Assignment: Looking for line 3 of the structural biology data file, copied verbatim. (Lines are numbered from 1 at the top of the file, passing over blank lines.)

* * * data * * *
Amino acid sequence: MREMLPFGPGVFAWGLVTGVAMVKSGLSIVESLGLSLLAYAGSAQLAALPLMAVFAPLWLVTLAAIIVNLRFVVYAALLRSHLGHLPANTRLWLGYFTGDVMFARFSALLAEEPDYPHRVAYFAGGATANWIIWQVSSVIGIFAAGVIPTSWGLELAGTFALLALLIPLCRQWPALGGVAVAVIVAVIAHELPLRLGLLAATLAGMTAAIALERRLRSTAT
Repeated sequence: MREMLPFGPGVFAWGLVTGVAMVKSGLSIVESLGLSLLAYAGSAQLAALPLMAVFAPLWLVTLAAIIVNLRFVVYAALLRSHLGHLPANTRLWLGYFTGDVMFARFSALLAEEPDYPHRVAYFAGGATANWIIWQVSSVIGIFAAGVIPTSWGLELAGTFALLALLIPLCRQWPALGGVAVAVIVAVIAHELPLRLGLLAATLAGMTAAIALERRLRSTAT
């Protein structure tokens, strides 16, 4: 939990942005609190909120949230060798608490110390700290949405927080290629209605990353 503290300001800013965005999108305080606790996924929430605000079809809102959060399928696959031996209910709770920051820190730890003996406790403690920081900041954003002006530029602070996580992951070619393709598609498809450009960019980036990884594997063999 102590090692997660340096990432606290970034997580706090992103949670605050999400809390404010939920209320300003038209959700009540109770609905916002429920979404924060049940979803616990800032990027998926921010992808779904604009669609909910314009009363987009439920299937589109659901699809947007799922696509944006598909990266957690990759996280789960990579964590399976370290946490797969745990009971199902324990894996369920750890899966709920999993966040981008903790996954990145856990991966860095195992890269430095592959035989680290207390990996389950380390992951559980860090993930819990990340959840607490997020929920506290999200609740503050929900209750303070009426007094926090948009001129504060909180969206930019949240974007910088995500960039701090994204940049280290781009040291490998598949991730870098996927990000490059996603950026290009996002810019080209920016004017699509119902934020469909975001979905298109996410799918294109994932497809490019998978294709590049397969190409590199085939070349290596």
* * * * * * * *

């Protein structure tokens, strides 16, 4: 939990942005609190909120949230060798608490110390700290949405927080290629209605990353 503290300001800013965005999108305080606790996924929430605000079809809102959060399928696959031996209910709770920051820190730890003996406790403690920081900041954003002006530029602070996580992951070619393709598609498809450009960019980036990884594997063999 102590090692997660340096990432606290970034997580706090992103949670605050999400809390404010939920209320300003038209959700009540109770609905916002429920979404924060049940979803616990800032990027998926921010992808779904604009669609909910314009009363987009439920299937589109659901699809947007799922696509944006598909990266957690990759996280789960990579964590399976370290946490797969745990009971199902324990894996369920750890899966709920999993966040981008903790996954990145856990991966860095195992890269430095592959035989680290207390990996389950380390992951559980860090993930819990990340959840607490997020929920506290999200609740503050929900209750303070009426007094926090948009001129504060909180969206930019949240974007910088995500960039701090994204940049280290781009040291490998598949991730870098996927990000490059996603950026290009996002810019080209920016004017699509119902934020469909975001979905298109996410799918294109994932497809490019998978294709590049397969190409590199085939070349290596």